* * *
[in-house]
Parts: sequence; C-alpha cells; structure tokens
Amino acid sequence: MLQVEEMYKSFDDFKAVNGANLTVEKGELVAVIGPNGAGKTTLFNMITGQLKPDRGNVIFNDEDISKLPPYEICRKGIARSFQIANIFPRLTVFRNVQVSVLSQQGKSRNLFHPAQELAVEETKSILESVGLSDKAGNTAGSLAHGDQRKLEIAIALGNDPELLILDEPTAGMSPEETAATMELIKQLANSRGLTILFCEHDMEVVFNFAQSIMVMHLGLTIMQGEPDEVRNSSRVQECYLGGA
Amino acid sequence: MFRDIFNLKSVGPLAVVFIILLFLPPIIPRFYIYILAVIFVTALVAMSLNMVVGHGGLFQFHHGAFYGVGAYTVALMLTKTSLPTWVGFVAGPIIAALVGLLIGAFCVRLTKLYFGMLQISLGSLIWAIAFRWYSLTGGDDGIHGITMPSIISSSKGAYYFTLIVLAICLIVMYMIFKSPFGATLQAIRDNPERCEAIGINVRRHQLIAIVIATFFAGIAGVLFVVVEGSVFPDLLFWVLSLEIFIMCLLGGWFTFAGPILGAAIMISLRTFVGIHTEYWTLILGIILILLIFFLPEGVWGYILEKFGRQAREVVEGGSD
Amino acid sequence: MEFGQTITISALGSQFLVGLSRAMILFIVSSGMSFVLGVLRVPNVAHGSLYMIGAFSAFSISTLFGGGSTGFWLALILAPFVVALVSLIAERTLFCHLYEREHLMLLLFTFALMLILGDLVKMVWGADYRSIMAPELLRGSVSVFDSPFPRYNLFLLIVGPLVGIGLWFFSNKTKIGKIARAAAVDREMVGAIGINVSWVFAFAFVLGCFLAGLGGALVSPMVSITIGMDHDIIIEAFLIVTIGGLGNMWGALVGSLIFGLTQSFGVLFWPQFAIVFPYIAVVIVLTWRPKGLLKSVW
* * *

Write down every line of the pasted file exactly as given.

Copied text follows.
[in-house]
Parts: sequence; C-alpha cells; structure tokens
Amino acid sequence: MLQVEEMYKSFDDFKAVNGANLTVEKGELVAVIGPNGAGKTTLFNMITGQLKPDRGNVIFNDEDISKLPPYEICRKGIARSFQIANIFPRLTVFRNVQVSVLSQQGKSRNLFHPAQELAVEETKSILESVGLSDKAGNTAGSLAHGDQRKLEIAIALGNDPELLILDEPTAGMSPEETAATMELIKQLANSRGLTILFCEHDMEVVFNFAQSIMVMHLGLTIMQGEPDEVRNSSRVQECYLGGA
Amino acid sequence: MFRDIFNLKSVGPLAVVFIILLFLPPIIPRFYIYILAVIFVTALVAMSLNMVVGHGGLFQFHHGAFYGVGAYTVALMLTKTSLPTWVGFVAGPIIAALVGLLIGAFCVRLTKLYFGMLQISLGSLIWAIAFRWYSLTGGDDGIHGITMPSIISSSKGAYYFTLIVLAICLIVMYMIFKSPFGATLQAIRDNPERCEAIGINVRRHQLIAIVIATFFAGIAGVLFVVVEGSVFPDLLFWVLSLEIFIMCLLGGWFTFAGPILGAAIMISLRTFVGIHTEYWTLILGIILILLIFFLPEGVWGYILEKFGRQAREVVEGGSD
Amino acid sequence: MEFGQTITISALGSQFLVGLSRAMILFIVSSGMSFVLGVLRVPNVAHGSLYMIGAFSAFSISTLFGGGSTGFWLALILAPFVVALVSLIAERTLFCHLYEREHLMLLLFTFALMLILGDLVKMVWGADYRSIMAPELLRGSVSVFDSPFPRYNLFLLIVGPLVGIGLWFFSNKTKIGKIARAAAVDREMVGAIGINVSWVFAFAFVLGCFLAGLGGALVSPMVSITIGMDHDIIIEAFLIVTIGGLGNMWGALVGSLIFGLTQSFGVLFWPQFAIVFPYIAVVIVLTWRPKGLLKSVW